The following, in Shonnie Brown’s “Neighbors” column, appeared in The Healdsburg Tribune, our local weekly, on February 9, 2012. [Most of the images were not in the original.]
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Ann, born and raised in Casper, Wyoming, has the dubious distinction of attending high school with both Dick and Lynne Cheney and participating in student government with Dick. Dick, who Ann recalls as being “good looking” back then, wrote “I’ll be your friend forever” in Ann’s yearbook.
Ann attended a Catholic college in Denver and then got married — resulting in a breakup and three kids. She returned to college, putting herself through law school, and then became a New Jersey prosecutor. She moved to the Bay Area in 1984 and Continue reading “Two Lives in a Small Town”
Some art, like the 1969 Hopper/Fonda film, Easy Rider, flashes boldly in its moment and ages to insignificance or embarrassment. Some, like the soundtrack of the 1972 reggae film, The Harder They Come, are timeless.
I owned the soundtrack early and played the cassette until it was lost. Almost 35 years later, I bought the CD as a present for my wife. She played the entire CD five times in succession, dancing through the house.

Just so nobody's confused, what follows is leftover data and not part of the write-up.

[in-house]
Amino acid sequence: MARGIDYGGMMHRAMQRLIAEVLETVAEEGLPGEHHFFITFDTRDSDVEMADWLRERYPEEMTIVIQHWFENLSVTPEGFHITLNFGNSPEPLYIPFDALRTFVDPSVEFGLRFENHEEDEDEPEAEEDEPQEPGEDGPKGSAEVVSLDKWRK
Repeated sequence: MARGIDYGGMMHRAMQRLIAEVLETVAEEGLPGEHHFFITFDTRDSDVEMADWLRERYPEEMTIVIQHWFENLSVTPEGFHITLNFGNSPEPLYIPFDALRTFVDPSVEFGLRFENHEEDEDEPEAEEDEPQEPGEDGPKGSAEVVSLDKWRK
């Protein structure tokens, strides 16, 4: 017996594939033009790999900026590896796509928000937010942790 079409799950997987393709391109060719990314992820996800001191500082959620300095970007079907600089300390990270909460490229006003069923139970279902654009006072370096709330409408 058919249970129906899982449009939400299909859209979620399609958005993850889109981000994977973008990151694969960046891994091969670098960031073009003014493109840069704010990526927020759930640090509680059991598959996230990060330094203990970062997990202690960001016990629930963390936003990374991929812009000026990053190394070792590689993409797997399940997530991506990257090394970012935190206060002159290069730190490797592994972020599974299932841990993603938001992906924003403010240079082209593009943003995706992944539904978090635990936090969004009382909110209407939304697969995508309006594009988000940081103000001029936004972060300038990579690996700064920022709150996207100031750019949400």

There isn’t a bad song on the album. The second cut, “Draw Your Brakes” by Scotty (Jamaican David Scott), begins with a shout-out in Jamaican Patwa (patois). Continue reading “Draw Your Brakes–A Jamaican Creole Shout”
An elephant carries its baby for 22 months. I carried mine far longer. My baby was HEARTWOOD, a feature film.
I first came to Hollywood in 1975, where I starved writing four-minute radio dramas for Vincent Price ($86 each), then suddenly (it took four years!) I became extraordinarily successful at getting film projects produced: Continue reading “Looking Back at Filmmaking”